Iran nuclear deal: Powers await Rouhani announcement

Iran nuclear deal: Powers await Rouhani announcement
The US has been ratcheting up the pressure on Iran over the past year

Iran is due to announce plans to “diminish its commitments” to the 2015 nuclear deal on Wednesday, state media report, one year after US President Donald Trump abandoned the agreement.

It is unclear what steps Iran will take, but it says it does not intend to completely withdraw from the pact.

The landmark deal is aimed at curbing Iran’s nuclear ambitions in return for sanctions relief.

Tensions between Iran and the US have risen since Washington quit.

Iranian President Hassan Rouhani is to send a letter informing the remaining parties to the deal – the UK, France, Germany, China and Russia – of Iran’s decision, its state news agency Irna said.

Mr Rouhani is also due to deliver a speech, outlining the details.

Why is the nuclear deal in crisis?

The landmark nuclear deal agreed by Iran and the five permanent members of the UN Security Council – the US, UK, France, China and Russia – plus Germany (the P5+1) – was thrown into flux when President Trump announced the US withdrawal one year ago.

Iran’s economy was subsequently hit by reinstated US sanctions on its oil and financial sectors, which has pushed the value of its currency to record lows, quadrupled its annual inflation rate and driven away foreign investment.

Despite this, Iran has upheld its commitments to the deal, according to inspectors from the International Atomic Energy Agency (IAEA) – the body charged with monitoring Iran’s nuclear activity.

Iranian women wait in a bus station on the eve of first anniversary of US withdrawal from nuclear deal, in a street of Tehran, Iran, 7 May 2019.
Iranians have been hit hard by reinstated US sanctions, with living costs rising dramatically

European backers of the deal, who oppose reinstating sanctions, have been trying to find ways to salvage it. This includes the establishment of a special payments system to help international companies who want to continue trading with Iran to bypass sanctions.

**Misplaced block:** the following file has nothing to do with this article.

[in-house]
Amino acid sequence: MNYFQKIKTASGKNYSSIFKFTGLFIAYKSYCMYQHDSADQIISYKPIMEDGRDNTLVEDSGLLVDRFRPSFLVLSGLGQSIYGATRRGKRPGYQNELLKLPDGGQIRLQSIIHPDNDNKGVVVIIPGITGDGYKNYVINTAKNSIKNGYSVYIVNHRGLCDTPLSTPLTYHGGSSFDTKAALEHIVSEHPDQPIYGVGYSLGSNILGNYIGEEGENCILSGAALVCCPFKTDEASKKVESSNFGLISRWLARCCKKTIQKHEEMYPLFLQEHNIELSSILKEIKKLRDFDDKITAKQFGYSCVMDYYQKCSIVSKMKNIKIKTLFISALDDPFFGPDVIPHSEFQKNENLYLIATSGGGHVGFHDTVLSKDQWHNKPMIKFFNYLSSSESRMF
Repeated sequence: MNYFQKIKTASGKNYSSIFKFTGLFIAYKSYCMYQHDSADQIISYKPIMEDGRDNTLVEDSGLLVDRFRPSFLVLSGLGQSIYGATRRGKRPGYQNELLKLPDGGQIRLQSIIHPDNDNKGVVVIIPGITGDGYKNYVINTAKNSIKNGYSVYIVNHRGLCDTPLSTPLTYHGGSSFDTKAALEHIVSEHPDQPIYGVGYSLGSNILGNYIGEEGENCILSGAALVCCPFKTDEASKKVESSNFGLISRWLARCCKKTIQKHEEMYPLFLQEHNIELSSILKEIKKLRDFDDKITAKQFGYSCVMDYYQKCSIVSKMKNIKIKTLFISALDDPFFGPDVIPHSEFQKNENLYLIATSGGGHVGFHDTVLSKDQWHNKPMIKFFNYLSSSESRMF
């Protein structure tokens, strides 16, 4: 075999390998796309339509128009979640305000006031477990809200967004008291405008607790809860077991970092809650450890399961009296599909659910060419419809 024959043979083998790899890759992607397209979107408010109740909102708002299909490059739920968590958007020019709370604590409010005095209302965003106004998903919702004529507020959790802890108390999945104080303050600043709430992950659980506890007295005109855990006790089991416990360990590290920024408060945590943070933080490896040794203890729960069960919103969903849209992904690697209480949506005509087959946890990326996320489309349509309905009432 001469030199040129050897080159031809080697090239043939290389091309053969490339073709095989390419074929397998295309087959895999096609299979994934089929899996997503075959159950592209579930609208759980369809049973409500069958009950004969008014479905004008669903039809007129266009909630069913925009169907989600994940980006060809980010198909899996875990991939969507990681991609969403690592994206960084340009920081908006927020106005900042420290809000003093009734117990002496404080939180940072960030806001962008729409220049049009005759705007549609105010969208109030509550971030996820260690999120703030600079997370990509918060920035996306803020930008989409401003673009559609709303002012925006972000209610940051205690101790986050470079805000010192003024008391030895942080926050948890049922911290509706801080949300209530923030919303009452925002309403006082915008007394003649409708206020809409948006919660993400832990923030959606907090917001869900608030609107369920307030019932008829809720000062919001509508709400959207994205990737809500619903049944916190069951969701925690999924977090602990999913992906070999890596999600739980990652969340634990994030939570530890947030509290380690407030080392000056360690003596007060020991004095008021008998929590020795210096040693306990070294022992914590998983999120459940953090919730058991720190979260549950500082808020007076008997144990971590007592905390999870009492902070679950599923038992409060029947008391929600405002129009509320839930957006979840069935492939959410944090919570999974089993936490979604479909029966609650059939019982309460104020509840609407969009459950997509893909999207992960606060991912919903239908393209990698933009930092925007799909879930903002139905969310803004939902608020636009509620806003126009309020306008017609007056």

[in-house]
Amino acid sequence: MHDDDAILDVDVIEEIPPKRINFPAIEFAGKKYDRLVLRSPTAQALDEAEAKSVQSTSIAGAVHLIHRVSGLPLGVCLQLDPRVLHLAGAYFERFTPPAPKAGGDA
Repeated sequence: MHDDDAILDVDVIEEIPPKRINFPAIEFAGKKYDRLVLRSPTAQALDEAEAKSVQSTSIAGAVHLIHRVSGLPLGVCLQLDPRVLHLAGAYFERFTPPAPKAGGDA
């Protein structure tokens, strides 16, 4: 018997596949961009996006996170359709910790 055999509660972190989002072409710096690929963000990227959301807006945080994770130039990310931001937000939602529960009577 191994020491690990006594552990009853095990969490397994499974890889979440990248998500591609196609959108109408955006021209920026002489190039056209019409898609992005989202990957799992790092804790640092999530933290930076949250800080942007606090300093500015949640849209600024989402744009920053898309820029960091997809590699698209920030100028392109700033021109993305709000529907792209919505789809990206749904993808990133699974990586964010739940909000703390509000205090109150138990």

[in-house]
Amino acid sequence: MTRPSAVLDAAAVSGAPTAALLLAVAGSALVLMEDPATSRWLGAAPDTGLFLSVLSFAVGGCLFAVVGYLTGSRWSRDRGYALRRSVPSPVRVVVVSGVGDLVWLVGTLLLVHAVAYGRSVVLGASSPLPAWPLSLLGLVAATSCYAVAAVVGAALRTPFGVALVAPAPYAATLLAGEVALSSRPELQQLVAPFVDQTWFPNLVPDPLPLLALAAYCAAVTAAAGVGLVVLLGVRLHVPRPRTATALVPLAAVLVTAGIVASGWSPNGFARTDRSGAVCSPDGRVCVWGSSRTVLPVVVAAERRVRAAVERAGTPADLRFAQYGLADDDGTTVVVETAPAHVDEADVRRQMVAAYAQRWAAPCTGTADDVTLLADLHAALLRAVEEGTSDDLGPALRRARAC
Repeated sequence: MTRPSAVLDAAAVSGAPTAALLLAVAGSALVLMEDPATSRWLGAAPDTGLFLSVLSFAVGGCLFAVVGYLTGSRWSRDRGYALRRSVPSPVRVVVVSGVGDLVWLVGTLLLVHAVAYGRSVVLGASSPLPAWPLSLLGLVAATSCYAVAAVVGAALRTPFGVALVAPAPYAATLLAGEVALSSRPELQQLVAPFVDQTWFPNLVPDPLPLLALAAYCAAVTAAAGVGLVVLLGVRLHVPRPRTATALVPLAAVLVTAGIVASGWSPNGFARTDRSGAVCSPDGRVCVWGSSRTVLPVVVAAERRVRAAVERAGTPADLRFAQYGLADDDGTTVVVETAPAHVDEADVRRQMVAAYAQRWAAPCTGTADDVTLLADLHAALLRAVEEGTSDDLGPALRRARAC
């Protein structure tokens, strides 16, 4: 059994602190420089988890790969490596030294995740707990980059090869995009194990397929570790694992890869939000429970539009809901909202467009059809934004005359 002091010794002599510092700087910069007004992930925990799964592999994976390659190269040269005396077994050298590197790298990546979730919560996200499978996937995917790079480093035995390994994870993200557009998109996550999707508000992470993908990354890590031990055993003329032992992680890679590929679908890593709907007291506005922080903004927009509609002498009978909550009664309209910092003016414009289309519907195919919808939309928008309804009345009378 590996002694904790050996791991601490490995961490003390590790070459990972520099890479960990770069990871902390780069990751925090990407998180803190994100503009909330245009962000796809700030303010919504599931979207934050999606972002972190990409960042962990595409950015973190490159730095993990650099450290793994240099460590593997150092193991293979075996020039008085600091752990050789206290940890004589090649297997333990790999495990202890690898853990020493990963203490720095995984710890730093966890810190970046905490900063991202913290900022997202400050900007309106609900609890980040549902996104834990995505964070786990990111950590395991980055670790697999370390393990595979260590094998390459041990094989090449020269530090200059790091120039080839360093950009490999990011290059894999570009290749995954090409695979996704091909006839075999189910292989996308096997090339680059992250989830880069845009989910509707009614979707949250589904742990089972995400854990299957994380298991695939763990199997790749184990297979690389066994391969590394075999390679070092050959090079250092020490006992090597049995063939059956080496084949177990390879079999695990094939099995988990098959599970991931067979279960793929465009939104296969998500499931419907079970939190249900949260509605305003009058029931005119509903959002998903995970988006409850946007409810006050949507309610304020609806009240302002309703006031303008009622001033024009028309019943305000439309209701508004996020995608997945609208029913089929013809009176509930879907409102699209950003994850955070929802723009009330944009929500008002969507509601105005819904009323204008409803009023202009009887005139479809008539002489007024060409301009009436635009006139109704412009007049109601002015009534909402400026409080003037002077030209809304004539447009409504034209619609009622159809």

But they have also warned Iran that it must continue to comply with all aspects of the deal, especially the elements relating to nuclear activity.

However, under the deal – known as the Joint Comprehensive Plan of Action (JCPOA) – Iran stated that it would treat any reintroduction of sanctions “as grounds to cease performing its commitments… in whole or in part”.

Why is there such hostility between the US and Iran?

Tensions between the US and Iran can be traced back to Iran’s Islamic Revolution in 1979, which overthrew the pro-Western Shah and established a radical anti-US regime in its place.

President Trump has taken a particularly hard line towards Iran since he took office in 2016.

His administration wants to renegotiate the nuclear deal and widen its scope so that it also curbs Iran’s ballistic missile programme and “malign” activities in the Middle East.

Donald Trump speaks at a the Stop The Iran Nuclear Deal protest in front of the U.S. Capitol in Washington, DC on 9 September 2015.
Donald Trump had campaigned against the Iran nuclear deal long before he even took office

The US has recently raised the pressure on Iran, with two significant moves in April:

It ended exemptions from sanctions for five of Iran’s main customers still buying oil including China, India and Turkey.

It blacklisted Iran’s elite Islamic Revolution Guard Corps, designating it a foreign terrorist group.

And earlier this week, National Security Adviser John Bolton said the US was deploying an aircraft carrier to the Middle East following, a number of “troubling and escalatory indications and warnings” from Iran.

In response to the US ending the sanctions waivers, Iran repeated threats to block the strategic Strait of Hormuz, a critical passageway for the world’s oil exports. However, it has not done so before and experts see this move as unlikely.